Last night's performance of Little Britain Live was a triumph! Very enjoyable, but if you really want to see what you missed, the DVD of Little Britain Live is a great substitute, especially since the images of the performers on the Hordern Pavilion's big screens are like watching telly, anyway.
It was great to see all the great Matt Lucas and David Walliams iconic characters come to life - in real life. The performers were snappy, funny and had cleverly tweaked a few skits with some biting Sydney-, and Australia-, derived humour: Campbelltown, "Big Brother"'s infamous turkey slaps, and poor ol' Schapelle Corby (a friend of Vicki Pollard's, who's been strangely uncommunicative of late), came under fire in an squirmy, but crowd-pleasing, way.
Some friends and I had actually developed a theory about the first half's Des Kaye sketch on the DVD, whereby two hapless male audience members are seemingly selected "at random" to play a game of "Hide the Sausage". Both versions of the skit on the DVD involved the plain guy being almost-totally ignored by the amorous Des (David Walliams), while the Very Cute One turns red, gets kissed and groped - and inevitably loses his jeans, and has his bare bottom exposed to the audience (and in closeup on the big screens), in a rather lengthy sequence.
No doubt the cute guy was a pre-selected stooge. If our theory held, the guy selected would be wearing loosely-belted jeans - and, sure enough, he was. He did a fairly good impersonation of an embarrassed straight guy (or is that "a bare assed" guy?), although he did fluff the scene a little by claiming he was only "16, no 17 years old" - much to the delight of Des, but stretching suspension of disbelief a little too far. (And the closeups of the guy's rather peach-fuzzed bottom on the big screens seemed to suggest he was at least a little more mature than 17.)
It was still a very funny skit - "I should have tightened my belt", he adlibbed - and the young guy got a huge, second round of applause when he was picked out by the roving camera, supposedly innocently enjoying the end of intermission with his date. The guy got a third round of applause when psychiatric patient, Anne (as Whitney Houston, in "Stars in Their Eyes"; David Walliams again), slobbered all over his face during her wilder beserker moments.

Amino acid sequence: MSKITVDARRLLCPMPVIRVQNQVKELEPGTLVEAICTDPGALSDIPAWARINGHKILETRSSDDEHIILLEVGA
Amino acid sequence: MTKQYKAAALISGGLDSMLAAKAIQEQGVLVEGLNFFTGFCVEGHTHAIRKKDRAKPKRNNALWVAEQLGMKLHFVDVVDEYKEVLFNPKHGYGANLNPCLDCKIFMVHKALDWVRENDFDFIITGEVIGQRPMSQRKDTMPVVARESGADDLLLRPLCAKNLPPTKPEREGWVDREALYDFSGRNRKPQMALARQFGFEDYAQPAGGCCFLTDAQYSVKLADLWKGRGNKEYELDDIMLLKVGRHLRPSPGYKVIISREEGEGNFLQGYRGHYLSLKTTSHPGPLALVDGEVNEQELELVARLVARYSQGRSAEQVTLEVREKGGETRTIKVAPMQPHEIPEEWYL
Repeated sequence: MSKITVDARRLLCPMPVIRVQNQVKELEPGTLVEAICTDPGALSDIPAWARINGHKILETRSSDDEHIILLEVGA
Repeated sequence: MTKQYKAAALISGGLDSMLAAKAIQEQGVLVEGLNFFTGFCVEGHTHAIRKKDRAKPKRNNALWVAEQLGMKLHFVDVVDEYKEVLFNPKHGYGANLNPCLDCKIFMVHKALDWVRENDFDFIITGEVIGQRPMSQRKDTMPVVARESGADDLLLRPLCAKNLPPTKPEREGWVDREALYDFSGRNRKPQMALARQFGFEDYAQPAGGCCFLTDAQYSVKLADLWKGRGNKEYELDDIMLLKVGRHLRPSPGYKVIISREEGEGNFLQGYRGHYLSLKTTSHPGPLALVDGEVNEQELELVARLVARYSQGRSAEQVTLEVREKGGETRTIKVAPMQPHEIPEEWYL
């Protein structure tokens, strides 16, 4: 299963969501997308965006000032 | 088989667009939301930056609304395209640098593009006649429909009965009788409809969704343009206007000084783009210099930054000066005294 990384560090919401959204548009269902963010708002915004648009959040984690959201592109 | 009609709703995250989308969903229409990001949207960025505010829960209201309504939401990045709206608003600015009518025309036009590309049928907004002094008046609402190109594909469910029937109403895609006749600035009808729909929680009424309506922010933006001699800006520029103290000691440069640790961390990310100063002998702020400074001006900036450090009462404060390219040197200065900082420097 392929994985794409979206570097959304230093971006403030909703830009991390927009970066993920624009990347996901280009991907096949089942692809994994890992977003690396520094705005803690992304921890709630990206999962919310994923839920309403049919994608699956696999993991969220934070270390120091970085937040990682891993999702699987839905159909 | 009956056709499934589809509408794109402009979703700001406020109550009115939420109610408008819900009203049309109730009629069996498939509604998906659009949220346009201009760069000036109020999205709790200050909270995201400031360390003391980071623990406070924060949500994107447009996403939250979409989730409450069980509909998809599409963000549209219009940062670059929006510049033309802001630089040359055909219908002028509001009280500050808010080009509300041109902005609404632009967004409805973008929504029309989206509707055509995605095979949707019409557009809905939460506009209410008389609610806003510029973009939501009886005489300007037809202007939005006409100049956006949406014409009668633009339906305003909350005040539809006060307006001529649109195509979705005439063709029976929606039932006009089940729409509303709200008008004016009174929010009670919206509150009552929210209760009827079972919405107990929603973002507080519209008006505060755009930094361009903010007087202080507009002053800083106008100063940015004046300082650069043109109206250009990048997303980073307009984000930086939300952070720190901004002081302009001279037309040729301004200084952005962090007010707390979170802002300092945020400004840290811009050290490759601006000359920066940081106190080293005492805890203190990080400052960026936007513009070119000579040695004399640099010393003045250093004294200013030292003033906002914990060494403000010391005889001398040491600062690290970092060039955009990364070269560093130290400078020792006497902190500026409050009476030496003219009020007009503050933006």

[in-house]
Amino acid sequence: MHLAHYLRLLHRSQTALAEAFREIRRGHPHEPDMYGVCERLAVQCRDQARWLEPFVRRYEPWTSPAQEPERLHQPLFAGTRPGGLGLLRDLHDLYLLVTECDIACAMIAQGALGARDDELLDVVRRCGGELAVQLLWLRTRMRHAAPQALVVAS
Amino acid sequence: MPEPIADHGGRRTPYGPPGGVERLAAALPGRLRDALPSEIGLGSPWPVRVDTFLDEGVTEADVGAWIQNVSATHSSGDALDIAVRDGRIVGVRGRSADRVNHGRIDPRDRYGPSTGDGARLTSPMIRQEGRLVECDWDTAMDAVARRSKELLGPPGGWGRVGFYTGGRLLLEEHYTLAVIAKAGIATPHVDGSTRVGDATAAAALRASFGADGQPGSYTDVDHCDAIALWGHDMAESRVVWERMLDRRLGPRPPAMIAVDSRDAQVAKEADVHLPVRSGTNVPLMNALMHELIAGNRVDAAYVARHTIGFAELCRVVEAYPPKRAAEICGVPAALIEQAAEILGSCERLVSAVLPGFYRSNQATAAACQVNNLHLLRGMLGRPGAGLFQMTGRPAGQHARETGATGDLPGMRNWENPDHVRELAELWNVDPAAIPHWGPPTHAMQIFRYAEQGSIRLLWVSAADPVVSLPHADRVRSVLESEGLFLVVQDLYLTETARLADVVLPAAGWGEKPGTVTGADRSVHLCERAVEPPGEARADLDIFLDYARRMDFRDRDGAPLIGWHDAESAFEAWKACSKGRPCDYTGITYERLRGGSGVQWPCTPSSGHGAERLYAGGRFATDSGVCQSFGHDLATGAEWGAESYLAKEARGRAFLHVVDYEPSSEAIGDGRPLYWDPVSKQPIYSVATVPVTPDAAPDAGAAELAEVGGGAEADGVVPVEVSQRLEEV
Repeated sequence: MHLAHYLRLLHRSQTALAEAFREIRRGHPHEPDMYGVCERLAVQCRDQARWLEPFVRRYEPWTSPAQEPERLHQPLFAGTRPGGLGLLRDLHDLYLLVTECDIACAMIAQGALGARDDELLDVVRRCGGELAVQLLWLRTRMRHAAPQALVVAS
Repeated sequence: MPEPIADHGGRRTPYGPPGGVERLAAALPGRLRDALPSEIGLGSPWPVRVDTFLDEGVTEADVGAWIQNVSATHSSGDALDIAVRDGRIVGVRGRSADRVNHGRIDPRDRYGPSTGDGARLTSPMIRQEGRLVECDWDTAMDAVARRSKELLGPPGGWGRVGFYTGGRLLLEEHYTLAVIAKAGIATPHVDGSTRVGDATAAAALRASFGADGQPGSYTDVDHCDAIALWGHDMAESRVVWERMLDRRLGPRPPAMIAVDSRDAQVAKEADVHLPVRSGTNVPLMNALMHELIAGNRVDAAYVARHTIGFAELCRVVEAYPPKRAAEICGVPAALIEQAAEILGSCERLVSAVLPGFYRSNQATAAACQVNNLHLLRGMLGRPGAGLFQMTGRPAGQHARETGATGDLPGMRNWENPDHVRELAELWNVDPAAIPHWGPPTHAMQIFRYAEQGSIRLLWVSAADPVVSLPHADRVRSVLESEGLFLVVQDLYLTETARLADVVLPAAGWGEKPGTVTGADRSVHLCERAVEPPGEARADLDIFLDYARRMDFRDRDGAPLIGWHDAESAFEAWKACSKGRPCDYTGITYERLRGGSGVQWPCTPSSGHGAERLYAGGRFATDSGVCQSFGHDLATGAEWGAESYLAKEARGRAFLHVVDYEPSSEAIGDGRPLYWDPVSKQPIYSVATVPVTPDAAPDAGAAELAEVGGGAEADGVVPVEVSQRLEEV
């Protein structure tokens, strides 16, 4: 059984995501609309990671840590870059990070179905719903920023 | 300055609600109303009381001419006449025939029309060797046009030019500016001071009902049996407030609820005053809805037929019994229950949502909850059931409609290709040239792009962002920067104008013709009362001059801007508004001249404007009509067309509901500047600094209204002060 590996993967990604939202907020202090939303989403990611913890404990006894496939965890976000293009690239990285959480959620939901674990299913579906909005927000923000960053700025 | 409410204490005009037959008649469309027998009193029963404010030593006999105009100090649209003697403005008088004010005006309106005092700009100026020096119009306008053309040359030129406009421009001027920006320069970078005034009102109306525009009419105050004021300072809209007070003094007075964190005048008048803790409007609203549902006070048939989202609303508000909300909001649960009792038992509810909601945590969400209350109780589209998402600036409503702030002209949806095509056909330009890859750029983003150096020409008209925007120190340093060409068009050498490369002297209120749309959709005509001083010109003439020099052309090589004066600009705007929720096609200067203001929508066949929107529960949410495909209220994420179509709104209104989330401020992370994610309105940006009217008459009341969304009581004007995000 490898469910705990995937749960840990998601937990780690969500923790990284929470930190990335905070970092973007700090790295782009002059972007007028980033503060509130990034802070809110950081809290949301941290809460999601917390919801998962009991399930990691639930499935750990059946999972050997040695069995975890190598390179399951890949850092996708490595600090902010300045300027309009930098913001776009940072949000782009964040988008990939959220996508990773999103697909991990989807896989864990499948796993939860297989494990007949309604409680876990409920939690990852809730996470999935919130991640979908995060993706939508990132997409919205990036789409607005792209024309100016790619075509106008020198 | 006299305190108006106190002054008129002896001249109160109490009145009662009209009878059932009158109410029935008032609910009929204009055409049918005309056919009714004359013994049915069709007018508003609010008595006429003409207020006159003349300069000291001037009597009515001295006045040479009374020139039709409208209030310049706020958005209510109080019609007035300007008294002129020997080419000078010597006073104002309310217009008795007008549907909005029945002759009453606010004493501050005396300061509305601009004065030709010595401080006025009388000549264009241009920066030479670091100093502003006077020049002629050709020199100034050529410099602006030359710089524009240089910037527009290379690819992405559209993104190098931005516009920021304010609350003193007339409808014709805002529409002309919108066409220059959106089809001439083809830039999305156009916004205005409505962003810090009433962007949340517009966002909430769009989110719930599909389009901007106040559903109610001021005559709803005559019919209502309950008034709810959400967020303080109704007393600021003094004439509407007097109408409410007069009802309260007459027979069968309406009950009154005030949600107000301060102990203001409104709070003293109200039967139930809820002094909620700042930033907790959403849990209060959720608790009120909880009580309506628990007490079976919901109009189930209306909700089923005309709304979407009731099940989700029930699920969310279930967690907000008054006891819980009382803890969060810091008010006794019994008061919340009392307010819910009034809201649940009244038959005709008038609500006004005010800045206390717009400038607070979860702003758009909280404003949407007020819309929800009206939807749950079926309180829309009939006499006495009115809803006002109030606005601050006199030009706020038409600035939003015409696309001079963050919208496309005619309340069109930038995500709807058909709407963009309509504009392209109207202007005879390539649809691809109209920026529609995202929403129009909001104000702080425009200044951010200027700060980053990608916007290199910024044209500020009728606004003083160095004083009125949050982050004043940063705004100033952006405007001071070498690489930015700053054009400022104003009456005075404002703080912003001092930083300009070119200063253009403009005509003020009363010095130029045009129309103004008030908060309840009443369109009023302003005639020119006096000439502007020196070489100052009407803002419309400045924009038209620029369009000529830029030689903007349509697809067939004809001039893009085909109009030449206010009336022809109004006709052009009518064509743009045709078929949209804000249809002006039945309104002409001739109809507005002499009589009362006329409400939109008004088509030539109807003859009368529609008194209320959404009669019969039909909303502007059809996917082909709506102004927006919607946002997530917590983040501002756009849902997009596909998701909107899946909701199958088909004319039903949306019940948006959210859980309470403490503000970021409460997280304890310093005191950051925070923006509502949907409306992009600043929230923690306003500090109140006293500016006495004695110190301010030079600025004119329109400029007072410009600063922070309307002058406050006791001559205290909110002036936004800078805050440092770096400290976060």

Bubbles de Vere (Matt Lucas) in her latex nude fat suit, and cruel Marjorie Dawes (Matt again) - weighing a poor overweight "new member" of Fat Fighters, again chosen from the audience, but obviously for real this time - were wonderful. I really enjoyed the Tiny Dennis Waterman sketch, but mainly because I'd fallen asleep during that bit of the DVD a few weeks ago, so it was totally fresh to me.
Two other segments worked very well, I thought, because they were so off-the-wall: the Mr Mann buys paint sketch, where Matt and David totally gave up on the scripted performance for many minutes - and, after recovering from the wild deviation, started delivering the lines as each other, as if performing Lou & Andy instead! Later, in the Dafydd Thomas sketch leading into the finale, the two performers suddenly broke into a discussion of Matt's homosexuality - and then Matt, seemingly spontaneously, brought up David's oft-quoted media denials on the same topic!
"I'm not gay, but my penis is," David Walliams eventually shrugs, to huge shrieks from the audience. The informality of the performance had become so intimate, by this time, and so spontaneous, that I almost felt like they were guests making small talk at a dinner party at my place, after a few too many drinks.
The program - an almost mandatory purchase for me at any live show - was a steep $30, and I already had a miniature version of it that came with the DVD of this show. But... this program came packaged with sheets of character stickers, and its own mousepad, with humourless Carol Beer's catchphrase emblazoned across it: "Computer says 'No'!"
This reviewer says, "Yes!"